“Audubon Made Up At Least 28 Fake Species To Prank A Rival”
by Sarah Laskow
Atlas Obscura
April 22, 2016

brindledsamiterPranks are meant to be discovered—what’s the point in fooling someone if they never notice they’ve been fooled? But one 19th century prank, sprung by John James Audubon on another naturalist, was so extensive and so well executed that its full scope is only now coming to light.

The prank began when the French naturalist Constantine Rafinesque sought on Audubon on a journey down the Ohio River in 1818. Audubon was years away from publishing Birds in America, but even then he was known among colleagues for his ornithological drawings. Rafinesque was on the hunt for new species—plants in particular—and he imagined that Audubon might have unwittingly included some unnamed specimens in his sketches.

Rafinesque was an extremely enthusiastic namer of species: during his career as a naturalist, he named 2,700 plant genera and 6,700 species, approximately. He was self-taught, and the letter of introduction he handed to Audubon described him as “an odd fish.” When they met, Audubon noted, Rafinesque was wearing a “long loose coat…stained all over with the juice of plants,” a waistcoat “with enormous pockets” and a very long beard. Rafinesque was not known for his social graces; as John Jeremiah Sullivan writes, Audubon is the “only person on record” as actually liking him.

auduonold-(1)During their visit, though, Audubon fed Rafinesque descriptions of American creatures, including 11 species of fish that never really existed. Rafinesque duly jotted them down in his notebook and later proffered those descriptions as evidence of new species. For 50 or so years, those 11 fish remained in the scientific record as real species, despite their very unusual features, including bulletproof (!) scales.

By the 1870s, the truth about the fish had been discovered. But the fish were only part of Audubon’s prank. In a new paper in the Archives of Natural History, Neal Woodman, a curator at Smithsonian’s natural history museum, details its fuller extent: Audubon also fabricated at least two birds, a “trivalved” brachiopod, three snails, two plants, and nine wild rats, all of which Rafinesque accepted as real. Read more.

Meet the Street Artists Who Pranked Showtime

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Filed under: Creative Activism, Culture Jamming and Reality Hacking, Media Pranks, Political Challenges, Political Pranks, Prank News, Pranksters

After planting a special Arabic message on the set of Showtime’s hit show Homeland, Heba Yehia Amin, Caram Kapp, and Don Karl became internationally notorious. They explain themselves in Homeland Is Not a Series, a short film from The Intercept’s wonderful Field of Vision video series. Check out the video and the accompanying interview.

homeland-filmmakers-feature-hero

“Interview With Hebia Yehia Amin, Caram Kapp, and Don Karl of Homeland Is Not a Series”
by Eric Hynes
The Intercept
December 20, 2015

Commissioned to apply realistic graffiti to sets for the popular Showtime series Homeland, three artists and activists took the opportunity to critique their employer by painting satirical and damning phrases in Arabic — such as “Homeland is NOT a series” and “Homeland is racist” — that nobody on the Homeland team seemed to notice. That is, until an episode that aired worldwide in October was watched by viewers who could read Arabic. Within days, the political prank became an international media sensation.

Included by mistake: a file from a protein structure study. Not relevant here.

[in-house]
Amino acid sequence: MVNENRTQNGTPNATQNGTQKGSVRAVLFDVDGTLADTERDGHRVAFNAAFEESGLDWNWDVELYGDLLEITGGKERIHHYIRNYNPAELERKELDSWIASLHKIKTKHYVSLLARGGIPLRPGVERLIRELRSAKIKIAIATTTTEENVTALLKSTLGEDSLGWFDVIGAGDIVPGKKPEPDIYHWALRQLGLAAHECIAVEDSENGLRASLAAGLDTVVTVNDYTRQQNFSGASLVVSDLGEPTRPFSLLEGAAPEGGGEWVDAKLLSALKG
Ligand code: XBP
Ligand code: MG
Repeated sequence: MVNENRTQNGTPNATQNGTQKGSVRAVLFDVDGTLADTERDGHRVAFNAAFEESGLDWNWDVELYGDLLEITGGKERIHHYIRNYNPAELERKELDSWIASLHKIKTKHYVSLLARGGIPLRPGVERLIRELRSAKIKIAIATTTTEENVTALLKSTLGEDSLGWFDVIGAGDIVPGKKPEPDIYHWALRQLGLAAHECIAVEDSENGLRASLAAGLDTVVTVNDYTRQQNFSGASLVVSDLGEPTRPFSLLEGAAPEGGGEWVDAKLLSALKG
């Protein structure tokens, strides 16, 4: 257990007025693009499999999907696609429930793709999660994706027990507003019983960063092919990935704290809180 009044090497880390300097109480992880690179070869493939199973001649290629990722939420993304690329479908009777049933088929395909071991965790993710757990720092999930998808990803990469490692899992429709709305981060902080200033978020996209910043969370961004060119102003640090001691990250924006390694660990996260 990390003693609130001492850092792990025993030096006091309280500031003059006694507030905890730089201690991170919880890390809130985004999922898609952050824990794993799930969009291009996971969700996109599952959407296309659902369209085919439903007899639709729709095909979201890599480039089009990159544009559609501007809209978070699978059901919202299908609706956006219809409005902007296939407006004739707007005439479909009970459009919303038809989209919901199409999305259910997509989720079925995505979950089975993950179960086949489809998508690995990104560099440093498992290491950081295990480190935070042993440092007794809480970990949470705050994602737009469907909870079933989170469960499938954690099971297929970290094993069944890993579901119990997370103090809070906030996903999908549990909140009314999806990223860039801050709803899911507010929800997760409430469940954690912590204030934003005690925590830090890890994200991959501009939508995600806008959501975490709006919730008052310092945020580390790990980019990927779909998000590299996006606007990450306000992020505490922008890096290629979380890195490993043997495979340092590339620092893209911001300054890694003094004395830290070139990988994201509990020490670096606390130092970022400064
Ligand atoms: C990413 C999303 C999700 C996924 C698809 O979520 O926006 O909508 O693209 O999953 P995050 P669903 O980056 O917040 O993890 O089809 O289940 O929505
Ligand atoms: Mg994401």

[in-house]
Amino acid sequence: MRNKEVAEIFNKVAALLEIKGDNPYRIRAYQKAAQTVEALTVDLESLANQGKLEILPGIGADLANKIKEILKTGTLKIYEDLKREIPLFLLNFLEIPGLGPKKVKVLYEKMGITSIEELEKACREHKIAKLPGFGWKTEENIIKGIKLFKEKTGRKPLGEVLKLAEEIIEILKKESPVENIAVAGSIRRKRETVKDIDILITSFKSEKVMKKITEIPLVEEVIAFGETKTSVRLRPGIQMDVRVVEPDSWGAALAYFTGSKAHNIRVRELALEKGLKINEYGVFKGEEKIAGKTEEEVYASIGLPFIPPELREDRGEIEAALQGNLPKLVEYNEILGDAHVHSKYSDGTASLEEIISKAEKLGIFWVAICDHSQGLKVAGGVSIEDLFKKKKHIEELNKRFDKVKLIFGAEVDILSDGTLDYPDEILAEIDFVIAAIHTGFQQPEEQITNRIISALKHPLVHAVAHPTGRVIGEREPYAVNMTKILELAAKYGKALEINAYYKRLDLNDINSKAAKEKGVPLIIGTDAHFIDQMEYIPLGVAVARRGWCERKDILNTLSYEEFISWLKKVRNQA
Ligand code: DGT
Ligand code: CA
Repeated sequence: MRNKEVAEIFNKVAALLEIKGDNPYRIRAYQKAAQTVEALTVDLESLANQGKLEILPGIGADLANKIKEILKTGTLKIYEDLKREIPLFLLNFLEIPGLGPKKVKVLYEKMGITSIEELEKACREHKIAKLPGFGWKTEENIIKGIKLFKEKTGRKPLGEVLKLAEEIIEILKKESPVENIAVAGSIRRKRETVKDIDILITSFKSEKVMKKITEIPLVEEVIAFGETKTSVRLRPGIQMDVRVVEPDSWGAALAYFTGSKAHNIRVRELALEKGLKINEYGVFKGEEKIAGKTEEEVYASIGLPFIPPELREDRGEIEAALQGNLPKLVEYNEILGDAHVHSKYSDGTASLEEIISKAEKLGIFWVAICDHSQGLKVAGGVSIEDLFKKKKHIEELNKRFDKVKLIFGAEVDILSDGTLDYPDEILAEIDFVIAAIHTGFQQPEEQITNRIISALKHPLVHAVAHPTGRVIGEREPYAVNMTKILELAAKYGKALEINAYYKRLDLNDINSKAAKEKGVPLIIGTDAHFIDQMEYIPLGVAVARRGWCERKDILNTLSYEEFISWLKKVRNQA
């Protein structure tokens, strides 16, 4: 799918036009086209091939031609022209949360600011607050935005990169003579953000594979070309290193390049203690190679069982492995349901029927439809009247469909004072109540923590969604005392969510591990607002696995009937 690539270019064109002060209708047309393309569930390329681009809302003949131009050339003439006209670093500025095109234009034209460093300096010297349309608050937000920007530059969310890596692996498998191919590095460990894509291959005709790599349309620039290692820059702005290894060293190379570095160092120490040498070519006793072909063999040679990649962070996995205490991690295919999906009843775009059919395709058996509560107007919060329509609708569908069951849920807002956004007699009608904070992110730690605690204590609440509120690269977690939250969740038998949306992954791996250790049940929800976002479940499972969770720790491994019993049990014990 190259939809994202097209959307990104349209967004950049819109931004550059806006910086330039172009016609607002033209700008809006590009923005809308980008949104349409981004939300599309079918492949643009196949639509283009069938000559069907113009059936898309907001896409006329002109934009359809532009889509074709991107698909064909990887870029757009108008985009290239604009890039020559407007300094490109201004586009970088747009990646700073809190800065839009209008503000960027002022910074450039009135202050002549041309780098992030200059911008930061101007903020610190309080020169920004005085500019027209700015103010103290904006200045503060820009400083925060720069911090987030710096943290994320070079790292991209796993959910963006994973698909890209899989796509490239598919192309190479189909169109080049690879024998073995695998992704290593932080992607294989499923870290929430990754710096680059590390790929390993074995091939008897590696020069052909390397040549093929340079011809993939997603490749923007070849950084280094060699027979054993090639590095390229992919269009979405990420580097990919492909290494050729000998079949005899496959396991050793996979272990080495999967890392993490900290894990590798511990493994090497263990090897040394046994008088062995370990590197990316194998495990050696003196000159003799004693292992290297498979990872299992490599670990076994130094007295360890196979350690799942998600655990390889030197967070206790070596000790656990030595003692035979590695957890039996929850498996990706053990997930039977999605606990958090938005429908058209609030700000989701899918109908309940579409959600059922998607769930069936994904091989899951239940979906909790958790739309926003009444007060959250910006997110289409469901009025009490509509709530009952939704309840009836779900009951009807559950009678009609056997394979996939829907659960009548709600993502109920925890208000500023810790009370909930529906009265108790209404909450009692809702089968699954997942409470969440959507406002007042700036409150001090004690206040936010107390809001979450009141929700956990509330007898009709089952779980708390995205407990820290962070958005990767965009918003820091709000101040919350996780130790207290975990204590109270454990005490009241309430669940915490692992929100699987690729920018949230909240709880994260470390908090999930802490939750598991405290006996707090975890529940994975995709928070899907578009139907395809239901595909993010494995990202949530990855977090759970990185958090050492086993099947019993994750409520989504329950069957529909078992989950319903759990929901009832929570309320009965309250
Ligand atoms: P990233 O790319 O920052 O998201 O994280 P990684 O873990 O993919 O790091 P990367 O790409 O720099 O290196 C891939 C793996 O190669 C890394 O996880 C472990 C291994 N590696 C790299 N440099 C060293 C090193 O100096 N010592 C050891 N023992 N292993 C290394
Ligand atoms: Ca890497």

The conspirators behind the Homeland hack, Heba Yehia Amin, Caram Kapp, and Don Karl, come from a diverse array of disciplines and backgrounds. Amin is a visual artist and professor born and based in Cairo; Kapp is a Cairo-born, Berlin-based graphic designer and multimedia artist; and Karl is a Berlin-based graffiti writer and author. When the following interview was conducted, kaleidoscopically via Google Hangout, the trio was collaborating on the edit for Homeland Is Not a Series from three separate cities.

In anticipation of bringing this latest iteration of their project to Field of Vision, the “Arabian Street Artists,” as they cheekily refer to themselves, talked about the effectiveness of humor as a weapon against intolerance, the challenges of making a movie when they don’t consider themselves filmmakers by trade, and how they’re trying to foster further discussion around Western representations of Middle Eastern culture.

Read the full interview here.

The NYT Interviews Russian Pranksters Who Aren’t President of Anything

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Filed under: Fact or Fiction?, Fraud and Deception, Media Literacy, Media Pranks, Prank News, Pranksters

The New York Times did a phoner with two dudes posing as embattled Ukrainian President Poroshenko and indirectly give us the delightful new term “pranker.”


“Two Russian men pranked the The New York Times by giving a US journalist an interview posing as Ukrainian President Petro Poroshenko”
by Staff
Sputnik News
April 13, 2016

1027247581Russian prankers [sic] Vladimir Kuznetsov and Alexei Stolyarov, more commonly known as Vovan and Lexus, spoke with The New York Times journalist Carol Giacomo pretending to be Petro Poroshenko.

The prankers spoke with the journalist about the president’s business and his involvement in the recent Panama Papers leak. They assured The New York Times that Poroshenko is a law-abiding citizen who always pays all of his taxes and cares for his country.

Kuznetsov and Stolyarov went even further when after the interview they called The New York Times back and said the interview, in fact, wasn’t done with Poroshenko, but with a phony who wanted to discredit the newspaper for its recent article which called Ukraine a “corrupt swamp.”

In other words, the prankers fooled The New York Times again, this time simultaneously discrediting Poroshenko’s administration. Read more.